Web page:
George Miller will forever be known (rightly so) as the Mad Max guy, but he has also been, for much of his career, one of our great fabulists. Even when he made a film based on a true story (1993’s Lorenzo’s Oil, a masterpiece), he did so with a kind of operatic flamboyance generally reserved for melodrama and myth. His latest, Three Thousand Years of Longing, is not based on fact — it’s been adapted, with quite a few liberties, from A.S. Byatt’s 1994 novella The Djinn in the Nightingale’s Eye — but it does start with the following assertion: “My story is true. You’re more likely to believe me, however, if I tell it as a fairy tale.” That sentiment could apply to any of Miller’s films.
Much like the Thousand and One Nights tales that clearly inspired it, Three Thousand Years of Longing features one narrator setting the stage for another narrator. The first voice we hear belongs to Alithea Binnie (Tilda Swinton), an internationally renowned narratologist who, during an academic conference in Istanbul, purchases a blown-glass bottle at the city’s famed Covered Bazaar and unleashes a Djinn (Idris Elba) who has been trapped inside it. The Djinn, who must grant Alithea three wishes so that he can be released from captivity for good, then relates to her his own ornate journey: It starts with his love for the Queen of Sheba (Aamito Lagum) and his sorrow at seeing her fall for the erotic wiles of King Solomon (Nicolas Mouawad), then moves on to the Ottoman court of Suleiman the Magnificent (Lachy Hulme), the brutal reign of Murad IV (Oğulcan Arman Uslu), the interregnum of Ibrahim the Mad (Jack Braddy), and, finally, to the harem of an elderly Turkish merchant in the 19th century, where the Djinn falls for the old man’s brilliant, ambitious, and frustrated young wife, Zefir (Burcu Gölgedar), after granting her the wish of total knowledge.
His story is romantic, and ironic, and fantastic, so Miller leans into the exoticism of the setting and the subject, as well as the winding cadences of the Thousand and One Nights, where a tale might start by leaping centuries and geographies before landing some place specific. It’s a particular, world-traversing rhythm that anyone brought up on such stories will immediately recognize. It enhances both the sense of wonder and the element of surprise, but it also adds a metaphorical kick to a given fable — suggesting that its lessons, such as they are, transcend borders and years. What those long-ago storytellers did with words, Miller does with images, his camera glancing across epic vistas like a rock skipping across a pond.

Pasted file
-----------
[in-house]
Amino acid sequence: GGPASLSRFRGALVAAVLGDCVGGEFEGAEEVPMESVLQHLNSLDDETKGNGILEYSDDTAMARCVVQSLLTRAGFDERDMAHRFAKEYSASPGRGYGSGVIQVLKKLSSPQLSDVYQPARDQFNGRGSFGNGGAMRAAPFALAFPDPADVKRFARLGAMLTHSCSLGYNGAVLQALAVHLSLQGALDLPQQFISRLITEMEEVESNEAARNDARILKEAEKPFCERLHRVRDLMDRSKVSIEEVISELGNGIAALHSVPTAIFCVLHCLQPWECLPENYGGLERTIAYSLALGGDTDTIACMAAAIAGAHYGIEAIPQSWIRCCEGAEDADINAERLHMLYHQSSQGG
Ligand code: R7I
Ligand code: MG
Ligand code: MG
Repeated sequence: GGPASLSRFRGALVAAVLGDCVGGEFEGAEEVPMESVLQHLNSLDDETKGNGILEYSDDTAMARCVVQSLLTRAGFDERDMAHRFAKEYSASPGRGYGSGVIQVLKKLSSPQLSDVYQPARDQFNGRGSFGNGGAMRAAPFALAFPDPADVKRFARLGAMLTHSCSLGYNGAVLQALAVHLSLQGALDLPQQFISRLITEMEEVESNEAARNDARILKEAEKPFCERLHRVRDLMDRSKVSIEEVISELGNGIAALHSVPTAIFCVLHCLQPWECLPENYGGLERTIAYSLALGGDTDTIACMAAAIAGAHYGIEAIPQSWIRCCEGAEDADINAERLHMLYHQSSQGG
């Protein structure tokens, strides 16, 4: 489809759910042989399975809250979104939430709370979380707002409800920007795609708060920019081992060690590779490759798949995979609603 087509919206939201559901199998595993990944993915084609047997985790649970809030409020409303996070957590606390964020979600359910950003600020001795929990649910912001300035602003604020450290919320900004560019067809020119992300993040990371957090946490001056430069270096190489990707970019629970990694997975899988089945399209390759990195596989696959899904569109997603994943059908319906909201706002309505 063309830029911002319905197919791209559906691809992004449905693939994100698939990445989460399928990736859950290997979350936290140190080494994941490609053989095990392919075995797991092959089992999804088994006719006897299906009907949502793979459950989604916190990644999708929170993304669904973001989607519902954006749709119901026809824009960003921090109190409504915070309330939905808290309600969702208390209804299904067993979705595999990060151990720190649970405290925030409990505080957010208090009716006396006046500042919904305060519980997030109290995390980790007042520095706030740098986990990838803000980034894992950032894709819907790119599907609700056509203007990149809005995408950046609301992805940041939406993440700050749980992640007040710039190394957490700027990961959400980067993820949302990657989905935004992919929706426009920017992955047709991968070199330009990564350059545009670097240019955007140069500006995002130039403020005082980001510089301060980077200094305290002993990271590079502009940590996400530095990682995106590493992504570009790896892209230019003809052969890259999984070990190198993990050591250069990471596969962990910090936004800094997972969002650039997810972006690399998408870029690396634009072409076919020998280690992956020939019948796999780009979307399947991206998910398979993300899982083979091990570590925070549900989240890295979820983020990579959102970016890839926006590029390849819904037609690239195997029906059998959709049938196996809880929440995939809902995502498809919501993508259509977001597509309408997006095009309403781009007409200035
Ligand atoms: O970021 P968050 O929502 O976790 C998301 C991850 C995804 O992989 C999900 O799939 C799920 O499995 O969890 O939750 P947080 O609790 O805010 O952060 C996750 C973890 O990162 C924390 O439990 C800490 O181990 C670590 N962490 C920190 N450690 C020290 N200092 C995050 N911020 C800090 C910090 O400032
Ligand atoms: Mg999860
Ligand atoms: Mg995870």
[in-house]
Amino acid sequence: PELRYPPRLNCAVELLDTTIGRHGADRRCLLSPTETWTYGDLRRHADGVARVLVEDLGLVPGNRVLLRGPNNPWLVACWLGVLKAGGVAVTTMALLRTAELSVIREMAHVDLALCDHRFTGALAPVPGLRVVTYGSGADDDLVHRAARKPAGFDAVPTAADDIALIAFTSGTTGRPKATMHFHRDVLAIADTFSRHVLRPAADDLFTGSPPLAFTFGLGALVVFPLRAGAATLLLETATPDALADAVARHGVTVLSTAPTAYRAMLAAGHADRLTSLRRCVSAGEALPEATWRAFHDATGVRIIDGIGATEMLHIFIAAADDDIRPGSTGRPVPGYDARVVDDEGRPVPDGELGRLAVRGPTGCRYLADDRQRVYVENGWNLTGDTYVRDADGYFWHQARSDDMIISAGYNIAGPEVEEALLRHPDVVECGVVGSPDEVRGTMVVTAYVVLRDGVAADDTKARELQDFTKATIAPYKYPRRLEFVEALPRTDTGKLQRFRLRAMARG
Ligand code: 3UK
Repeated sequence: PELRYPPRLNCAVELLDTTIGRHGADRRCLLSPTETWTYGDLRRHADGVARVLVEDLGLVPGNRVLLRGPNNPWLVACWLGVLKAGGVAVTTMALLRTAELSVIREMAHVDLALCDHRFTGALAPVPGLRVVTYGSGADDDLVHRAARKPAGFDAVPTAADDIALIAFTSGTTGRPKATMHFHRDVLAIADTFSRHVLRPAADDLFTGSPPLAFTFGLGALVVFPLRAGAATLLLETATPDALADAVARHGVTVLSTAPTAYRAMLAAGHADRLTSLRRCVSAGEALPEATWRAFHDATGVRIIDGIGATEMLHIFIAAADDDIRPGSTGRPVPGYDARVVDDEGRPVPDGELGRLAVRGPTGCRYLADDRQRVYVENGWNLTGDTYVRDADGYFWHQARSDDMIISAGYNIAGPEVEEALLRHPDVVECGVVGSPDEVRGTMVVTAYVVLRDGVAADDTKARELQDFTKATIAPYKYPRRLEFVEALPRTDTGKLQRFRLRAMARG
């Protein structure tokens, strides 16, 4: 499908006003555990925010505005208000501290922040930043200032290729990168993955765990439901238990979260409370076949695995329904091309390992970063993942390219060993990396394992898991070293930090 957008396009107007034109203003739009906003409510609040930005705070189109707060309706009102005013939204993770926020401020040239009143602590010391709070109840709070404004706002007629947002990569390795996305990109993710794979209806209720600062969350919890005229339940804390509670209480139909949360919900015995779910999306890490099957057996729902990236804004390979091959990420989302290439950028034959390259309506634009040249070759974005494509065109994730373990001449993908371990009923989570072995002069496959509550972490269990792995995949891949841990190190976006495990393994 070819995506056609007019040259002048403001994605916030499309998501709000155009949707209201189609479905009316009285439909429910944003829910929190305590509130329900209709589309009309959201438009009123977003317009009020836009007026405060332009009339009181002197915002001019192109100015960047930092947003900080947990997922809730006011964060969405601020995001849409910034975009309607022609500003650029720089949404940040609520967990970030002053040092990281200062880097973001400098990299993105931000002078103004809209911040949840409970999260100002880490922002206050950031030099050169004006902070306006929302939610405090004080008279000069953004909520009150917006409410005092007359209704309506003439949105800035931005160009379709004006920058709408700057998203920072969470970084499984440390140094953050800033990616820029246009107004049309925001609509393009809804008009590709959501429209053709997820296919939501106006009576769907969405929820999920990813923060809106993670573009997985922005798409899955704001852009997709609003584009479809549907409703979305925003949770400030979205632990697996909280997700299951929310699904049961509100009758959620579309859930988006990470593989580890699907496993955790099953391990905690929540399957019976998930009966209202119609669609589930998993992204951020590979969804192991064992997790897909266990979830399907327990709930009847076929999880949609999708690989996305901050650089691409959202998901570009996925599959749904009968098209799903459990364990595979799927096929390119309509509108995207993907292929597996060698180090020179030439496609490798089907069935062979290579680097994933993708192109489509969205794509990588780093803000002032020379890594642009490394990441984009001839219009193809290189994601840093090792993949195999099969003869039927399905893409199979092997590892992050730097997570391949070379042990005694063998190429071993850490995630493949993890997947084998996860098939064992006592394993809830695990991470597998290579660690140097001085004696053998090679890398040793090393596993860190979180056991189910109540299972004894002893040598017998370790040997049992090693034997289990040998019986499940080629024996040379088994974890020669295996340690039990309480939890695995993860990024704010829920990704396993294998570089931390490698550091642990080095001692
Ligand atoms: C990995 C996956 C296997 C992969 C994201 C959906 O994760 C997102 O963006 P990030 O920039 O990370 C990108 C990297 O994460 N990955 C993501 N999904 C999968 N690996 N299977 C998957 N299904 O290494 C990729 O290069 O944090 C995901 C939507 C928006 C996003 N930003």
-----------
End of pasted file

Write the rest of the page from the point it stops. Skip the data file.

But for all the byzantine (heh) turns of the film’s narrative, if you had to distill this story to its fable-like essence, you might simply say it’s the tale of a Djinn who grants three wishes to a woman who refuses to ask for anything. Alithea initially resists the Djinn’s entreaties, correctly pointing out that stories about wishes coming true usually turn out to be cautionary tales. As we learn, however, she’s also resisting his offer because she wants to avoid opening herself up to any kind of want, which in turn would open her up to hurt. To ask for something is to acknowledge a desire, and Alithea has already lost quite a bit on that front. Of course, the Djinn’s own millennia-spanning tales of longing — for love, for knowledge, for independence — begin to inspire her yearning as well.
As the Djinn, Elba has a captivating melancholy that speaks to the fact that he has seen and felt so much; he’s loved and been loved, and he’s betrayed and been betrayed. Contrary to the one-note, “Your wish is my command!” hocus-pocus of other genie-types we’ve seen onscreen, this character actually has an inner life, even if he still retains a sense of mystery. In fact, the film is as much his story as it is hers. Perhaps even more his than hers. Alithea initially doesn’t have all that much to do except listen. But Swinton’s expressionistic face can compellingly convey the most elaborate emotional journeys. An intellectual eager to untangle and compartmentalize everything, her character starts off as cynical and superior, but gradually becomes more vulnerable and open. She begins, in other words, to want.
And that, naturally, comes with its perils for both of them. In its final act, Miller’s film moves to England and transforms into something quite striking. The Djinn wanders today’s world, observing the scientific marvels of modern life, which in his telling gain their own fantastical aura, and begins to mull the idea that this world might not have room for beings like himself. Meanwhile, granting Alithea her wishes might well be corroding his existence.
It is at this point that we may realize, if we haven’t already, that all the film’s tales have turned on images of captivity — from the Djinn’s imprisonment in the bottle, to the Ottoman sultans and their infamous golden cages, to the physical confinements of a forced, loveless marriage. Concurrent to all that, a spiritual and emotional entrapment runs through the picture as well — from the sweet hypnosis of a story that seems to have no end, to the idea of a love that cannot be given freely. Three Thousand Years of Longing is indeed a cautionary tale, but it’s a complex, beautiful one, suggesting that love, longing, and loss are all parts of a vast, wondrous life.